He found just the right spot next to the bamboo shop where all the tourists came. There he put his stool in the shade, placed his basket by his feet, and waited for the people to gather. He waited and waited, but no one stopped. Suddenly he realized that the people did not know why he was sitting there.
“Stories, stories from this storyteller,” he called just like the old storytellers. “Stories for your ears to hear and for your lips to smile at.”
“Oh, look!” a lady cried. “A little boy storyteller.” She stopped to listen, and then one by one others stopped in the shade too, until finally a large crowd had gathered.
Hai Lan smiled as he imagined all the pennies the people would drop in his basket. He sat back on the stool, tilted his straw hat back as he had seen the old storytellers do, and began to speak.
“Once upon a time …” So far Hai Lan had done just as the old storytellers, but suddenly he realized he could not tell their stories. That would be stealing. He must tell his own stories. But he had none!
“Once upon a time …” he said again, but he could not think of a story.
“Once upon a time …” he tried once more, but still he could think of nothing.
“That is what you said,” a man shouted, and the crowd began to laugh.
Hai Lan felt his face grow hot, hotter than the sun shining down on the sampan. His palms began to perspire. He cleared his throat, took a deep breath, and began again.
“Once upon a time … a … a … there was a man.” Hai Lan could not think of anything more.
“You should wait until you are a man,” someone shouted, and the crowd roared with laughter as they picked up their baskets and left.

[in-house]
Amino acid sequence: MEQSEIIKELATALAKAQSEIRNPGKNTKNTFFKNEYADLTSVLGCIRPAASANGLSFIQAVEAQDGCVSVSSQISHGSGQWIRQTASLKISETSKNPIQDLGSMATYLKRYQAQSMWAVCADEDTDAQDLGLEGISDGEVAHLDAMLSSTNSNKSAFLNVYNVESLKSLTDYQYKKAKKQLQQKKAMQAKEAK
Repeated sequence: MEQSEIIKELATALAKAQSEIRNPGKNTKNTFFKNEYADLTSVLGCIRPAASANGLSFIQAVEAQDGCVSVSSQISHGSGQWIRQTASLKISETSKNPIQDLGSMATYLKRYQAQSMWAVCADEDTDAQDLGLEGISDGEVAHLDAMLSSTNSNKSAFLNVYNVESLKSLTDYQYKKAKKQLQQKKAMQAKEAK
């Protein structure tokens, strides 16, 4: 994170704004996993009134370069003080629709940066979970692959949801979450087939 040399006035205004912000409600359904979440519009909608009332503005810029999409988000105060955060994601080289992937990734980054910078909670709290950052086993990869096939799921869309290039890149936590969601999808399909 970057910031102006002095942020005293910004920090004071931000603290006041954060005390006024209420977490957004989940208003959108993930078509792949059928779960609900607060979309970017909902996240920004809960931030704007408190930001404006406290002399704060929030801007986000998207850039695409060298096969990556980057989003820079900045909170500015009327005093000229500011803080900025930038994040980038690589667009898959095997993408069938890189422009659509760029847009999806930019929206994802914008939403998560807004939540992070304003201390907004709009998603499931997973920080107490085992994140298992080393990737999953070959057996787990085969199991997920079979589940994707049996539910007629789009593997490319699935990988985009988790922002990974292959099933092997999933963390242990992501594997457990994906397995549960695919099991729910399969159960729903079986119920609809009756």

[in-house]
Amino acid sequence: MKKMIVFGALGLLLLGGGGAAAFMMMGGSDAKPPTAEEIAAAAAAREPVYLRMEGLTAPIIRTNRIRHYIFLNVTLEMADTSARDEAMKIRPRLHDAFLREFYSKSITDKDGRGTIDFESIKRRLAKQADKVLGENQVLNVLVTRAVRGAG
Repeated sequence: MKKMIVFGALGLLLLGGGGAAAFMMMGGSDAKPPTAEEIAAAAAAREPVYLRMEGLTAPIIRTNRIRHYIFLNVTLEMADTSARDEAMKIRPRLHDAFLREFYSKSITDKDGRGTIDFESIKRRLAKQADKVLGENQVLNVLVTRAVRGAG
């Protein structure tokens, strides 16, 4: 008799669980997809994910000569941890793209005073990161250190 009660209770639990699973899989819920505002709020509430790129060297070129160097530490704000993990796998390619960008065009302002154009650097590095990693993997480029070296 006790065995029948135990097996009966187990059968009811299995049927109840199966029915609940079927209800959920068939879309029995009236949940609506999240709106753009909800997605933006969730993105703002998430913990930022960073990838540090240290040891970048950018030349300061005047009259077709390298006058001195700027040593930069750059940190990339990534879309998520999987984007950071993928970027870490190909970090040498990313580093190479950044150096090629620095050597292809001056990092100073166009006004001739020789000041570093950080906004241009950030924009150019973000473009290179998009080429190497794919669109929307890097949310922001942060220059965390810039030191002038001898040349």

Hai Lan’s eyes stung with tears of shame, but he held them in his eyes. It would even be worse if now he were to cry!
“I thought it would be so easy,” he said to himself as he pulled the straw hat down to cover his face. “But Father must be right. Nothing worthwhile is easy.”
Being very careful to walk behind the shops where few people could see him, Hai Lan went back to the hut. He put the stool and empty basket back and quickly changed his clothes. Then he went down to the river to wait for Father and Grandfather. Soon the sampan drew near.
I hope they will never know how I have shamed them, Hai Lan thought as the men stepped out of the sampan.
“Hello,” Grandfather greeted. “What a wonderful day it has been!”
Hai Lan looked in the basket, expecting to see it filled with fish. “But you do not even have as many fish as yesterday,” Hai Lan cried.
“Oh, but it was wonderful just to have the nets in my hands, to move with the rhythm of the sampan, and to feel the marvelous sun on my head,” Grandfather said.
Hai Lan could see the old sparkle had returned to Grandfather’s eyes.
It is his work he longs for, Hai Lan decided, not the comforts money can buy.
“I will tell you something, my son’s son,” Grandfather began. “There is nothing like good work to make a man’s soul happy.”
“I will remember that,” Hai Lan said, forgetting his shame as he thought about his grandfather’s words. “And I am ready to go out with my father tomorrow.”
“That is well,” Father said. “One day for my father is good, but he is too old for two.”
“Together we will work hard and catch many, many fish,” Hai Lan said. “You will see, my father.”
And Hai Lan bowed his head and vowed that he would always work hard and make his father proud to have such a son.